Johnson Controls Inc.'s fiscal second-quarter earnings climbed 29 percent on higher revenue as its auto parts, building climate control and battery units reported double-digit sales increases amid a recovering global economy.
However, the Milwaukee company forecast third-quarter earnings and revenue below Wall Street expectations as parts shortages from the March 11 earthquake in Japan continued to disrupt auto production across the globe.
JCI predicted that higher climate control sales for the year would be offset by lower sales to automakers because of the production cuts.
The company also raised its full-year revenue guidance, but one analyst questioned how much of that will be reflected in the bottom line because costs have also been rising.
Its shares fell $1.13, or 2.8 percent, to close at $39.60 Monday.
Johnson Controls said Monday that its net income rose to a record $354 million, or 51 cents a share, for the quarter ended March 31, up from $274 million, or 40 cents per share, a year ago.
Excluding acquisition and restructuring costs, the company said it earned 56 cents per share. That beat the 55 cents a share that analysts surveyed by FactSet expected.
Revenue rose 22 percent to $10.1 billion from $8.3 billion a year ago. Analysts expected $9.4 billion.
The company reported that revenue at its auto parts operation jumped 25 percent from the a year ago to $5.2 billion as it finished 18 major product launches in the quarter for Ford, Daimler, Kia, Volkswagen, Tata and Honda.
The power solutions business, which includes auto batteries, saw revenue jump 19 percent to $1.4 billion as original equipment and replacement battery shipments rose.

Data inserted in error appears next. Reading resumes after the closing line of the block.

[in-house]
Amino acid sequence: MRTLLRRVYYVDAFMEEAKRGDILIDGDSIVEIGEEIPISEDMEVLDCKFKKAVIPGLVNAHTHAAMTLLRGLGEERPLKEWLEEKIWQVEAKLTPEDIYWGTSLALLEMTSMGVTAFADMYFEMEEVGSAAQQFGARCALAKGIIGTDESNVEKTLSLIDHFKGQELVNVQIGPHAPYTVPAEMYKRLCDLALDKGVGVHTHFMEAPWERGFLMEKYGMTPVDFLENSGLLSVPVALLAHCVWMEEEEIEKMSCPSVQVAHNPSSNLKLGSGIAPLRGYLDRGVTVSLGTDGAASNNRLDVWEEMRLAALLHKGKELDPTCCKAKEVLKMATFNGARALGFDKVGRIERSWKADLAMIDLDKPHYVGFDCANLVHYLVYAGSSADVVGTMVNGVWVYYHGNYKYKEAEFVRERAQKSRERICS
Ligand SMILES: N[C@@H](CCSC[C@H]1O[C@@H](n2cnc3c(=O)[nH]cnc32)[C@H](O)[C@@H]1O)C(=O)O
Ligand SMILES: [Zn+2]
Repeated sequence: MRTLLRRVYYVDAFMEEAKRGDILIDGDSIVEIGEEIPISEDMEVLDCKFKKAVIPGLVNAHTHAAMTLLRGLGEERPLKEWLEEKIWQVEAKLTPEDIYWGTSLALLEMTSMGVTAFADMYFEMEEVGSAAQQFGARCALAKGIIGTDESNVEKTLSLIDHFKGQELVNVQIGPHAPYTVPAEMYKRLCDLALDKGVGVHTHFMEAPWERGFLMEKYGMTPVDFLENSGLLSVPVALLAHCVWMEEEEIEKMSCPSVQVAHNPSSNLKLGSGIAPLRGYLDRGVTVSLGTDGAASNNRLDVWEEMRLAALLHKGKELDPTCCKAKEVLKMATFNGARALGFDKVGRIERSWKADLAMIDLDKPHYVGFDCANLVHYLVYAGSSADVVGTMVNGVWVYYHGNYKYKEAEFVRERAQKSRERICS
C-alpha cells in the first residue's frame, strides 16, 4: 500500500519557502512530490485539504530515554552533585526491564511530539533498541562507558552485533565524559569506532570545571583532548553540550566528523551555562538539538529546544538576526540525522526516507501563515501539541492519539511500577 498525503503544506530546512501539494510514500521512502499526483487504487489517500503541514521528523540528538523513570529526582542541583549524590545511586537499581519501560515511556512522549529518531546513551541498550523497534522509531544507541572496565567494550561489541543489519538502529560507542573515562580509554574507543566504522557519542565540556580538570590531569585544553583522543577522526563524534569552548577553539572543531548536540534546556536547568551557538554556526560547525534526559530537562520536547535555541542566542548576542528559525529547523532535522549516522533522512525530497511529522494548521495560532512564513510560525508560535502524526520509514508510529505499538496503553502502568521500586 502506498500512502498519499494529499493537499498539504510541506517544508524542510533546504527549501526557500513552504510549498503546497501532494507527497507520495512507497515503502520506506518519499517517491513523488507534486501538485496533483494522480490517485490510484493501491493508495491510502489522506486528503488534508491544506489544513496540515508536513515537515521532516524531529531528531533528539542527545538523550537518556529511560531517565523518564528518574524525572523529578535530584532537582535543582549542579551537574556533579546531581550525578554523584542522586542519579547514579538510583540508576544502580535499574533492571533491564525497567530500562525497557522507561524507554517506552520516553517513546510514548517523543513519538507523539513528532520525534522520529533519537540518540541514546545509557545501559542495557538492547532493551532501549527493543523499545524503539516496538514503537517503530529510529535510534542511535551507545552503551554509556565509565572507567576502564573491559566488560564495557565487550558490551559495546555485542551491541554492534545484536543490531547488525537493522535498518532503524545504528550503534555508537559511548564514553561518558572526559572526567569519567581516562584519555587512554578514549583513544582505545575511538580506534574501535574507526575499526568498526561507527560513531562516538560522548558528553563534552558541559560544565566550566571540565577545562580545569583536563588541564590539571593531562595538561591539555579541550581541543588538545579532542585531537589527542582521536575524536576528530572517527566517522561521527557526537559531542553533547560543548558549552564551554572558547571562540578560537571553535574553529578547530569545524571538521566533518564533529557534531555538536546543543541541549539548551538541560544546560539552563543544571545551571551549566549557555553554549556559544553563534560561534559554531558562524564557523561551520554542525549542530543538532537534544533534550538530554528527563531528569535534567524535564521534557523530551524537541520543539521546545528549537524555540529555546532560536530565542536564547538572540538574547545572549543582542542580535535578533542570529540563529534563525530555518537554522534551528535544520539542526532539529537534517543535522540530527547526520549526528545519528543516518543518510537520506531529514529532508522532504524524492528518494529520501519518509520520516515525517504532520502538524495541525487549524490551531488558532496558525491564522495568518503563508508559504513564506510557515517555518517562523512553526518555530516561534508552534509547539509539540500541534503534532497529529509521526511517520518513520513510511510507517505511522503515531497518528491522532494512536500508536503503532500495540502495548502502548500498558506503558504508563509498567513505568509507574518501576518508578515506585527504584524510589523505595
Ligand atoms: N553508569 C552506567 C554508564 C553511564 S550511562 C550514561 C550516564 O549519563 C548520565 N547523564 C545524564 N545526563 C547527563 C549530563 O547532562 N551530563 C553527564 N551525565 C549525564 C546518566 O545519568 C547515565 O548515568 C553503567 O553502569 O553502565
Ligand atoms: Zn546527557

Revenue rose 18 percent to $3.5 billion at its building efficiency unit with strong demand in North America in the education, health care and government markets. The unit had an order backlog of $5.1 billion, up 18 percent from last year, the company said.
But Jefferies & Co. Equity Analyst Peter Nesvold said in a note to investors Monday that JCI's selling, general and administrative costs rose for the quarter. The company reported SG&A of $1 billion for the quarter, up almost 20 percent from 2010.
JCI also raised its revenue forecast for the full 2011 fiscal year by $1 billion to $39.5 billion. That's up 15 percent over 2010, due mainly to higher growth in building climate controls. Analysts expected revenue of $38.7 billion for the year.
But Nesvold wrote that it was unclear how much of the revenue increase would fall to the company's bottom line.
Johnson Controls said it expects third-quarter revenue to drop by $500 million due to auto production cuts from the earthquake, lowering earnings per share by 16 cents to 18 cents. Yet even with the production cuts, it still expects to earn 51 cents to 53 cents per share for the quarter.
Analysts expected earnings of 67 cents per share for the third quarter on $9.7 billion in revenue. The company predicted that the earthquake will have little impact in the fourth quarter, and it expects to recover lost third-quarter revenue and earnings in the first half of fiscal 2012.
"We are on track for a record year for sales and earnings in 2011, outpacing the growth rates of our key markets by gaining share and improving profitability in each of our businesses," CEO and Chairman Stephen Roell said in a statement.
He said there are uncertainties ahead about auto production because of the earthquake, but said he expects the impact to be short-lived.